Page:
Overtime everyone with a fireplace will need to do some type of repairs and it is extremely important that the repairs are done right. For my own peace of mind I would not attempt any major repair to a Fireplace unless I had been properly trained by working with someone who was a professional. I have worked on wood burning fireplace, Oil Heat Chimneys, and Gas Heat Vent systems as a contractor but as easy as some of the work is I understand my limits and I would always suggest that a home owner hire a contractor who specializes in this work.
Fireboxes are the area of a Fireplace where you light your fire. They contain the burning wood and heat within the fireplace, they also reflect that heat back into the room and they contain the gasses and direct them up the chimney and out of your home.
They are an extremely important area within your fireplace because they see dramatic shifts in heat and must contain the fire so it will not lead to a house fire. In the matter of a few minutes this area will go from a cold room temperature of about 70f to thousands of degrees hot. The brick or slabs used in this area must be durable but also able to withstand these heat changes over many years.
Why do Fireboxes Crack or Deteriorate?
Like we said the extreme temperature changes in a Firebox will put high stress on firebrick used for your firebox. Overtime the brick will deteriorate however there are some things that can expedite this.
Most important is that your chimney has a firecap which will limit rain or moisture from entering the chimney and getting into the brick. Water present in a brick or mortar joint when exposed to high heat will turn to steam and will crack the brick.
Next is over firing your fireplace. There doesn’t seem to be much training in how to properly stack a fire and many people will simply place another log in their fireplace just because it fits. If the fireplace is overfired it will cause the firebrick to fail. This is more common than you think and inspections and training in the proper use of your specific fireplace will limit this.
I strongly suggest the first year you own your home that you have a competent chimney company clean your fireplace and provide you training in how you should use your fireplace including the proper stacking of wood.
Common Damage and Repair
The most common damage would be loose mortar joints. If the refractory brick is loose it may need to be completely reset. This can be done by repairing a single brick but then often requires repointing of all the bricks in the fireplace.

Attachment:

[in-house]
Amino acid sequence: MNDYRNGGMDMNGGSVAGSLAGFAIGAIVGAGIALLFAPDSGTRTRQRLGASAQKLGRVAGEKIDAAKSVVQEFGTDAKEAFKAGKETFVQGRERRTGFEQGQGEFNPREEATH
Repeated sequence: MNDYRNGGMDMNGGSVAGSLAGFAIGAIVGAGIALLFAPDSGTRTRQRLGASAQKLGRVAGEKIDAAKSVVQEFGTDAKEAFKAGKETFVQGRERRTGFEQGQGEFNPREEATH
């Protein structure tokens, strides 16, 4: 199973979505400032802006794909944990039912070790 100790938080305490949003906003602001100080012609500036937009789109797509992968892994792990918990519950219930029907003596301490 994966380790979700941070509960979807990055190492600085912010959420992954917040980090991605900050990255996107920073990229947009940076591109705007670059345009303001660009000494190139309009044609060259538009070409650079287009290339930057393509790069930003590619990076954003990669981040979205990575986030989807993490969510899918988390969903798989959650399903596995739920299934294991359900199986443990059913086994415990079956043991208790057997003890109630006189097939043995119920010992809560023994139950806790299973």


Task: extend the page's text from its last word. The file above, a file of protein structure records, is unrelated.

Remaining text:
Repointing of firebrick is a normal maintenance problem and not actual damage. You will need to repoint your joints as needed throughout the life of the fireplace depending on the amount of use it sees. Repointing requires removing about a half inch of the mortar joint and replacing it with fresh refactory mortar or a specific joint clay compound.
Actual cracks in brick and refactory panels are the hardest problems to cure. If you have a single brick that is damaged then you may be able to replace that single brick and redo its mortar joint.
Refractory panels that crack need to be replaced and there is no fixing them with mortar compound. Some people will try to fix these cracks but it is a really bad way to deal with this problem and it will not cure it.
If you have a cracked refractory panel it is possible to replace them yourself but the material normally comes in a larger piece that must be cut to fit. It may be just as easy to find a local fireplace company to replace this piece for you or at minimum cut the panel for you so you can replace it. You will need to remove the old piece and measure it or provide it to them for cutting.
As said above Fireplace work can be performed by the home owner but only if you have been trained to do this work. It does not take a lot of time but it does require that you do things correctly or you will run into some serious problems.
My suggestion is that you hire this work out if you are unsure of your skill level.
There are usually ways of repairing a fireplace and chimney before it requires full tare down and rebuilding but even if you are at that point you can look at manufactured fireboxes and stainless steel chimney liners for retrofit.